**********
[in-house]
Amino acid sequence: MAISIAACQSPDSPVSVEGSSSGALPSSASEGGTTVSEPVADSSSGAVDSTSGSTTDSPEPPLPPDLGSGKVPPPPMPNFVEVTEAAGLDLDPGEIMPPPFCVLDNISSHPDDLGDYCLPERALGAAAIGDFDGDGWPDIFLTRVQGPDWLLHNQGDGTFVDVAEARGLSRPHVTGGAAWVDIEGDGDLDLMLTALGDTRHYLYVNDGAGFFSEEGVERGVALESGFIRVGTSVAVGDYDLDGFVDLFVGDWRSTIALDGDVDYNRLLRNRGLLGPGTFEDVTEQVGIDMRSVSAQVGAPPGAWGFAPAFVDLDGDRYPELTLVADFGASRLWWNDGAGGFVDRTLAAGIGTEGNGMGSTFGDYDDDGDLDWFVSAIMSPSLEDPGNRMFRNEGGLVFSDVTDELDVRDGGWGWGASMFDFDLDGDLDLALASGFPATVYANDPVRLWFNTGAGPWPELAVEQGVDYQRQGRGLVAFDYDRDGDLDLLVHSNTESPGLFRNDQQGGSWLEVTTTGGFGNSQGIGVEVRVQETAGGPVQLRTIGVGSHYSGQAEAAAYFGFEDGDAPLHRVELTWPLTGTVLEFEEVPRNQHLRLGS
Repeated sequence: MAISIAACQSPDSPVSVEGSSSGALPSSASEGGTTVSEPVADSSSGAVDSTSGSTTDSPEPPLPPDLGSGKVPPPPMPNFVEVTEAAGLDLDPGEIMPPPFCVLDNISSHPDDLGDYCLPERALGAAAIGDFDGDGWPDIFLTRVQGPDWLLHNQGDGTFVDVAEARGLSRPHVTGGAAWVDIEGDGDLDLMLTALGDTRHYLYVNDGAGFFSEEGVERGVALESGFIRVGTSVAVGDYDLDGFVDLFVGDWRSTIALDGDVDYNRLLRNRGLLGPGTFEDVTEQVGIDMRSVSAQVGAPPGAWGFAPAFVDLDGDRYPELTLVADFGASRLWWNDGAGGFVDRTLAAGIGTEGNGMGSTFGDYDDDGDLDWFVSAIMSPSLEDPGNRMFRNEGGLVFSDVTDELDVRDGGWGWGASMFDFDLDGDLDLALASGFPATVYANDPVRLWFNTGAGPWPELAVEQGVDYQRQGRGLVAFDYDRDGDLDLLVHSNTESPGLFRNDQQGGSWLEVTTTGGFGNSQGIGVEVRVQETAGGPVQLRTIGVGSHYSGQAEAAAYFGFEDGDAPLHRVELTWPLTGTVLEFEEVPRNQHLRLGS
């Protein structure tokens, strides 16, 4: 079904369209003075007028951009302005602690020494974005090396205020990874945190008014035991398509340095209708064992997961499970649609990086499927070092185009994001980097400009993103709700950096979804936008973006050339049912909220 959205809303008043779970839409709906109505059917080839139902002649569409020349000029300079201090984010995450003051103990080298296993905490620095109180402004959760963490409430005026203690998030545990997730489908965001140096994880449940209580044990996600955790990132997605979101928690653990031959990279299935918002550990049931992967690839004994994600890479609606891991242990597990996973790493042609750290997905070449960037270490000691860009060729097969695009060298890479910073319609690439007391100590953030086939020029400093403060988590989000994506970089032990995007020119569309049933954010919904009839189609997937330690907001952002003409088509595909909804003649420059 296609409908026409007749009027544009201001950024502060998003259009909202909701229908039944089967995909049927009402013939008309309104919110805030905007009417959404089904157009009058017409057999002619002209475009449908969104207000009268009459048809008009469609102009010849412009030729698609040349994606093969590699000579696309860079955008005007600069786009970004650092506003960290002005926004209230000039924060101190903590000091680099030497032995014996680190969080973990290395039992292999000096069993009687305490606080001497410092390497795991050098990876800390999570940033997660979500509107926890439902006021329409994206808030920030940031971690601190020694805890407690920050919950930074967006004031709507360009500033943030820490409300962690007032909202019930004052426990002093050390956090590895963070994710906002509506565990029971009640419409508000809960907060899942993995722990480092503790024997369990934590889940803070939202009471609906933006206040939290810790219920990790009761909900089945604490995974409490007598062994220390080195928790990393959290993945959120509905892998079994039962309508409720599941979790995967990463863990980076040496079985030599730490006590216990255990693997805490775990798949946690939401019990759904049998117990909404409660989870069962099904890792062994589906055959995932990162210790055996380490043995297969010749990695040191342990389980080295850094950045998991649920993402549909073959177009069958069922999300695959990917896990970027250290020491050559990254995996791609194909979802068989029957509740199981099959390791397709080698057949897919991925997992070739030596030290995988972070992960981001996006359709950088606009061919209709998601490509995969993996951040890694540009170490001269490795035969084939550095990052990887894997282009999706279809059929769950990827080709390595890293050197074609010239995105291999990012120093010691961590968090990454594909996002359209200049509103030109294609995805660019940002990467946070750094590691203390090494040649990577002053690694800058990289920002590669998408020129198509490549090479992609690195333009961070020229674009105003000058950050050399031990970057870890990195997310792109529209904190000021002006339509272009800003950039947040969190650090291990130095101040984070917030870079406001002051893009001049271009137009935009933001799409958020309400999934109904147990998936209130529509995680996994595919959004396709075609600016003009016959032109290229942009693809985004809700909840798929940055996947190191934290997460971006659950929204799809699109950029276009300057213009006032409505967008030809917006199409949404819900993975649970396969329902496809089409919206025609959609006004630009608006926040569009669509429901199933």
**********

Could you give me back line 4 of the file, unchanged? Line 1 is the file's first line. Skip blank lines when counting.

């Protein structure tokens, strides 16, 4: 079904369209003075007028951009302005602690020494974005090396205020990874945190008014035991398509340095209708064992997961499970649609990086499927070092185009994001980097400009993103709700950096979804936008973006050339049912909220 959205809303008043779970839409709906109505059917080839139902002649569409020349000029300079201090984010995450003051103990080298296993905490620095109180402004959760963490409430005026203690998030545990997730489908965001140096994880449940209580044990996600955790990132997605979101928690653990031959990279299935918002550990049931992967690839004994994600890479609606891991242990597990996973790493042609750290997905070449960037270490000691860009060729097969695009060298890479910073319609690439007391100590953030086939020029400093403060988590989000994506970089032990995007020119569309049933954010919904009839189609997937330690907001952002003409088509595909909804003649420059 296609409908026409007749009027544009201001950024502060998003259009909202909701229908039944089967995909049927009402013939008309309104919110805030905007009417959404089904157009009058017409057999002619002209475009449908969104207000009268009459048809008009469609102009010849412009030729698609040349994606093969590699000579696309860079955008005007600069786009970004650092506003960290002005926004209230000039924060101190903590000091680099030497032995014996680190969080973990290395039992292999000096069993009687305490606080001497410092390497795991050098990876800390999570940033997660979500509107926890439902006021329409994206808030920030940031971690601190020694805890407690920050919950930074967006004031709507360009500033943030820490409300962690007032909202019930004052426990002093050390956090590895963070994710906002509506565990029971009640419409508000809960907060899942993995722990480092503790024997369990934590889940803070939202009471609906933006206040939290810790219920990790009761909900089945604490995974409490007598062994220390080195928790990393959290993945959120509905892998079994039962309508409720599941979790995967990463863990980076040496079985030599730490006590216990255990693997805490775990798949946690939401019990759904049998117990909404409660989870069962099904890792062994589906055959995932990162210790055996380490043995297969010749990695040191342990389980080295850094950045998991649920993402549909073959177009069958069922999300695959990917896990970027250290020491050559990254995996791609194909979802068989029957509740199981099959390791397709080698057949897919991925997992070739030596030290995988972070992960981001996006359709950088606009061919209709998601490509995969993996951040890694540009170490001269490795035969084939550095990052990887894997282009999706279809059929769950990827080709390595890293050197074609010239995105291999990012120093010691961590968090990454594909996002359209200049509103030109294609995805660019940002990467946070750094590691203390090494040649990577002053690694800058990289920002590669998408020129198509490549090479992609690195333009961070020229674009105003000058950050050399031990970057870890990195997310792109529209904190000021002006339509272009800003950039947040969190650090291990130095101040984070917030870079406001002051893009001049271009137009935009933001799409958020309400999934109904147990998936209130529509995680996994595919959004396709075609600016003009016959032109290229942009693809985004809700909840798929940055996947190191934290997460971006659950929204799809699109950029276009300057213009006032409505967008030809917006199409949404819900993975649970396969329902496809089409919206025609959609006004630009608006926040569009669509429901199933």